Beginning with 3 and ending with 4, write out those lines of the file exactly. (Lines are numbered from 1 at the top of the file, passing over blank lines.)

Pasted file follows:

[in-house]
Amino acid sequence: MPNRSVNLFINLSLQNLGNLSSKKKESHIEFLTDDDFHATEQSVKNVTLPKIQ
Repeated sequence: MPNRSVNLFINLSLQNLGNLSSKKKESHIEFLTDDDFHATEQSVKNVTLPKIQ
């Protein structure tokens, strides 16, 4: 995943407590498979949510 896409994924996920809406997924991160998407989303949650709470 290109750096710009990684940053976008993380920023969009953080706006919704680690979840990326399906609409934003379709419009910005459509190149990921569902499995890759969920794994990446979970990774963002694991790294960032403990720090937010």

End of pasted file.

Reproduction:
Repeated sequence: MPNRSVNLFINLSLQNLGNLSSKKKESHIEFLTDDDFHATEQSVKNVTLPKIQ
């Protein structure tokens, strides 16, 4: 995943407590498979949510 896409994924996920809406997924991160998407989303949650709470 290109750096710009990684940053976008993380920023969009953080706006919704680690979840990326399906609409934003379709419009910005459509190149990921569902499995890759969920794994990446979970990774963002694991790294960032403990720090937010």